3.Yes I can believe it he's an older gentleman who hasn't been enlightened
You sound very young either in years or thought and it is a great pity that you are sticking to your very emotional language, which really won't cut any ice with those who have the power to change things.
Do you think that India should cut back its rapidly expanding defence budget in order to look after its poorest people with the aid that it is given or do you think that there should be some strings on that aid; strings of the sort that specify how that money is to be spent.
It really is much more complicated than your 'extended family of the world'point; a remark which should certain groups pick up on, it will be used as a weapon to say, 'those who want aid to continue are fluffy headed. They would rather people die of cancer in the UK than stop building palaces for dictators'
I know that isn't exactly what you said but that is how it could be presented. That would be a very great pity but it is a possibility.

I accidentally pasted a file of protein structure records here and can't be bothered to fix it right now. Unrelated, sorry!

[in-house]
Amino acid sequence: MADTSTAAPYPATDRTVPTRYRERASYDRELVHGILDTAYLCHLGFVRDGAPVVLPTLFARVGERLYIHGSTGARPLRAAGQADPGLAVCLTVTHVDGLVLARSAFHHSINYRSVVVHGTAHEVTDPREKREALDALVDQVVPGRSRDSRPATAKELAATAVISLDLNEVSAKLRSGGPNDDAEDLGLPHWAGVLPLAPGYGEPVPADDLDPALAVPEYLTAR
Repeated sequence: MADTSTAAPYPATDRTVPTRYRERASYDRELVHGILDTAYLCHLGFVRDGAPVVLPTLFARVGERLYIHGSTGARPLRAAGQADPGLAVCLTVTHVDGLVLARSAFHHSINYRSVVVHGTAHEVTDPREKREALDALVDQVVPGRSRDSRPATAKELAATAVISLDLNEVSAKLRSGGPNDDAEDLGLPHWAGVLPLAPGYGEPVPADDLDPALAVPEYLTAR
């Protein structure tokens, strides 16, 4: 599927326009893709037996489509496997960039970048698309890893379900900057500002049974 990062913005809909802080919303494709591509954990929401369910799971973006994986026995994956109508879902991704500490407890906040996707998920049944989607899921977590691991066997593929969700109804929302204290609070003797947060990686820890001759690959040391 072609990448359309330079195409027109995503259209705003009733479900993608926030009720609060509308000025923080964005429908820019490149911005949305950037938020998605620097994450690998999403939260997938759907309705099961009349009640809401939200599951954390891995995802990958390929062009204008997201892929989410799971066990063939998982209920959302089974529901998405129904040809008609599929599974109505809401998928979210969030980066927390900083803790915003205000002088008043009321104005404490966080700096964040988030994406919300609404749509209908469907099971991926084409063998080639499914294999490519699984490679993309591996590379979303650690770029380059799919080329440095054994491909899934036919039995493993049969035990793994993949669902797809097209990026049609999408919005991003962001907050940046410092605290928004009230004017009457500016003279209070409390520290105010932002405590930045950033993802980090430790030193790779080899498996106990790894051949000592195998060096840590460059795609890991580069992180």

we are human beings - we should value other human beings, regardless of their address
and people are deluded if they think aid money would be pumped into services for cancer patients or disabled children
(NB I love that, in the world of hyperbole Cancer 'sufferers' and disabled children are always more worthy than say HIV patients or disabled adults)
I mean imagine you are a Sudanese mother with a sick baby, no clean water and no hope of treatment....I bet you don't so much agree that a 'fully funded NHS' is more important. Or better still that the UK should make sure there are no defence cuts in preference to sending you a polio vaccine.